A lesson I’ve learned over the years is that a scene that looks good to our eyes and even great on-screen, may not always have the impact necessary to make a saleable piece of artwork.
In the past, I’ve taken many photos that initially looked great. Subsequently though, I’ve sadly realised that they sometimes still don’t have the impact needed to be marketable. (Often, it is difficult to detach from the experience of being on location and only see the image through impartial eyes).
Happily, with modern digital methods it is possible to combine two or more reasonably strong images, to make one that has real impact.
Having the desire recently to do some night photography, I decided that a convenient subject for some trial shots was the Redcliffe Jetty, which is not far from where I live in Brisbane, Australia.
I took some shots, which were interesting and looked good but certainly fell into the aforementioned category of unsaleable art!
However, I kept the images for possible future use and when the opportunity came recently to be away from city lights and get some very interesting night sky pictures, I decided that the two would look very impressive when combined.
The night sky shot was taken looking towards Carina in the Southeast and as a happy co-incidence, the photo of the jetty was taken looking in essentially the same direction. This means that were it not for the city lights around Redcliffe, the final result you see in this picture would be similar to what could be captured in a single photo. Simply, combining these two frames is the only way to capture such a view of the scene.
So then, the details of the images are as follows. Both were taken with a Pentax 645D camera; the jetty with a 75mm lens and a one minute exposure at f8 and the sky with a 45mm lens and a 30 second exposure at f2.8. (Longer than the time given by the rule of 600 but movement of the stars is still minimal enough to be barely noticeable.) Both were RAW files and processed in 16-bit mode. I generally like to work this way to ensure the best result and especially in this case, as the images were heavily stressed while strongly enhancing the colour and luminosity.
The jetty image required some careful colour correction because of the artificial lighting. Apart from that, all that was needed was some similarly careful adjustment of the Luminosity and some sharpening.
The sky image was trickier. It needed strong enhancement of colour and luminosity to boost both the stars and also the glow from distant city lights, which added dramatic colour to some passing clouds and the lower portion of the sky. For this, I made a trip to the LAB colour space. (Apologies if you are not familiar with working in LAB – if there is interest, I can write more about this in future.) This sort of dramatic enhancement and separation of colours in such a believable way is only really possible in this colour space. After sharpening this image too, the difficult and time-consuming part really began.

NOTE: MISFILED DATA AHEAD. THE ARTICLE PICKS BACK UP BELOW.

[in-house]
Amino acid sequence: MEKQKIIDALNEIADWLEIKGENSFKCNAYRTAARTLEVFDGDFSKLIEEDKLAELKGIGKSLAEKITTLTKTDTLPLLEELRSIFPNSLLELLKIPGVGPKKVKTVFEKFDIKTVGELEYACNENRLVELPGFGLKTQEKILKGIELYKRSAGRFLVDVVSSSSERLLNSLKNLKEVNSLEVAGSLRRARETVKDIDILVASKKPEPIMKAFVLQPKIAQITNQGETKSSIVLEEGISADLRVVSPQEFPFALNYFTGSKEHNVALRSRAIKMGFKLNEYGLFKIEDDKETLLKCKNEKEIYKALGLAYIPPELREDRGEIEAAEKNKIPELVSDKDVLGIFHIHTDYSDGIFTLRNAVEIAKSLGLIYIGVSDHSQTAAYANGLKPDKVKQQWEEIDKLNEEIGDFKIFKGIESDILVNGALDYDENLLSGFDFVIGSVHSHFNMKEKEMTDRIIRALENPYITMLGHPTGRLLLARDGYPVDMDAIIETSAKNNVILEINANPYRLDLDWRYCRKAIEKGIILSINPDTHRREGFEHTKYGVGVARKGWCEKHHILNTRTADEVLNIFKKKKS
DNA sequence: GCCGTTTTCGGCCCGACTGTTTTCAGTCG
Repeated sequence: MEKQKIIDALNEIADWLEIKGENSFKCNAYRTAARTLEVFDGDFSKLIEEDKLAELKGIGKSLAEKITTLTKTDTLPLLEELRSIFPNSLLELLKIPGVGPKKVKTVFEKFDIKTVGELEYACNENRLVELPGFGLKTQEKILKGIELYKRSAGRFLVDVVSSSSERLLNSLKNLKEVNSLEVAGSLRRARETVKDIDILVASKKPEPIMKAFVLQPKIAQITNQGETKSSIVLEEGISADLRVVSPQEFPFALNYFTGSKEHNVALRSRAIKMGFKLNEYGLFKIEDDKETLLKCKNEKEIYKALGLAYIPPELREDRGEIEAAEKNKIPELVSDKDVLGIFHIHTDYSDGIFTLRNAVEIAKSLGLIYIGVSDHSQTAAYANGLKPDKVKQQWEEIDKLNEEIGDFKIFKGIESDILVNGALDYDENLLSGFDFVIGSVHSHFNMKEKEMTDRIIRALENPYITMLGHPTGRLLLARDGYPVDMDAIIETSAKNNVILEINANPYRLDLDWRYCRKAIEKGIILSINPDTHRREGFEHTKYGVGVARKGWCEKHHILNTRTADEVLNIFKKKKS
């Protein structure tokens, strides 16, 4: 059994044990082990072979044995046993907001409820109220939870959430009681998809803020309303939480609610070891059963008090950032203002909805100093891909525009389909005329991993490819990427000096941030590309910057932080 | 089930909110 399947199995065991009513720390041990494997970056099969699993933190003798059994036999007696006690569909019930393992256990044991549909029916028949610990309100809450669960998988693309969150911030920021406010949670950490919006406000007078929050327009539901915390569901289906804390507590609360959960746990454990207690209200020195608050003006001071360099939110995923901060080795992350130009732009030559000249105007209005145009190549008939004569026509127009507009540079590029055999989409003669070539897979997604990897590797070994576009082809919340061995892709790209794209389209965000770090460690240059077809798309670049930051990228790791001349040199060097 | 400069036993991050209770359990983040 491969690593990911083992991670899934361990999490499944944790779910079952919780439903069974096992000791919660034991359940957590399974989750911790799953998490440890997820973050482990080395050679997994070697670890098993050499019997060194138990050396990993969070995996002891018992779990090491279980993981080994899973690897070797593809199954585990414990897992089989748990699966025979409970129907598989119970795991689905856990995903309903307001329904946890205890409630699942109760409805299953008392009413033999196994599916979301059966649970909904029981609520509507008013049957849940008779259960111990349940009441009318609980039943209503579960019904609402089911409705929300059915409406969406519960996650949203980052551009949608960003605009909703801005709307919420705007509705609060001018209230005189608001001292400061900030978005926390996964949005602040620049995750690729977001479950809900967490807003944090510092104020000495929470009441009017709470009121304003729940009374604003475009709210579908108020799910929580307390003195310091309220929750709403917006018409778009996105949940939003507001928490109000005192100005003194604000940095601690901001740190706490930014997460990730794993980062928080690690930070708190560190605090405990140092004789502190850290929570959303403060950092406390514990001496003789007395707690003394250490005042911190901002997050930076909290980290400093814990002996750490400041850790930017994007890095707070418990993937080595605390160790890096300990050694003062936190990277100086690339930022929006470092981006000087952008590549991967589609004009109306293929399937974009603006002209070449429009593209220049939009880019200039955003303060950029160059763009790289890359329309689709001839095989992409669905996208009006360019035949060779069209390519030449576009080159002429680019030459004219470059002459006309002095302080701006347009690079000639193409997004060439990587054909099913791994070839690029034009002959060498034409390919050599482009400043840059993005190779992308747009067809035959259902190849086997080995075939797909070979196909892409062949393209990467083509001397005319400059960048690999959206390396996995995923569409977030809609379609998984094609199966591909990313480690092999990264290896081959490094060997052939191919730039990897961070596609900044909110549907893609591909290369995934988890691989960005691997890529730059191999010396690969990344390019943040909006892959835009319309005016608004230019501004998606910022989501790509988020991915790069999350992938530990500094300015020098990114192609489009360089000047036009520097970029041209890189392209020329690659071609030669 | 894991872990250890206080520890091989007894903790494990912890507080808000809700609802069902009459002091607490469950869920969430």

Doing the Magic
Combining two images like this in a believable way requires both patience and knowledge of masking and the Blend-if sliders in the Blending Options window (accessible through the Layers menu or by right-clicking on the layer.)
As no part of the jetty image below the horizon line needed to be blended, the first step was to simply mask off this portion of the image completely. Then the sky of the jetty image, which was wholly black, could be blended quite well using the LAB Lightness Blend-if slider. I removed some extraneous details by painting them out with a black brush and then set to work masking by hand, at high magnification, any remaining details that needed fixing. The roof of the jetty in particular needed a hand-painted mask, as much of it was so dark, it began to blend into the background when I needed it to remain solidly visible. (Fortunately, the fact that the jetty was quite brightly lit in most places except the rooftop, meant that it was separated enough in luminosity from the black sky to be unaffected by the Blend-if sliders.)
The only remaining problems were the glowing lights themselves. As their glow falls off gradually, it was not possible to blend them believably with the sky image, so I painted them out completely and painted in new light glows with the soft airbrush tool.
The Final Result
And so, I ended up with a very strong image from two photos, which were good alone but needed to be combined to have real impact. If you’ve been around since the days of film processing, I think the effect can be compared to that of superadditive developers. Combining the two makes a significantly stronger result than the strength of the individual elements!
Can you combine some photos of your collection using this technique?
I am a news media photographer living in Brisbane, Australia. I have worked professionally as a photographer since 1982 but also enjoy producing some creative pieces outside the constraints on my day-to-day work, when I can find the time. I have extensive knowledge and experience with Photoshop and use both a Nikon D700 and Pentax 645D for my work. I am always happy to have feedback on my images and welcome questions.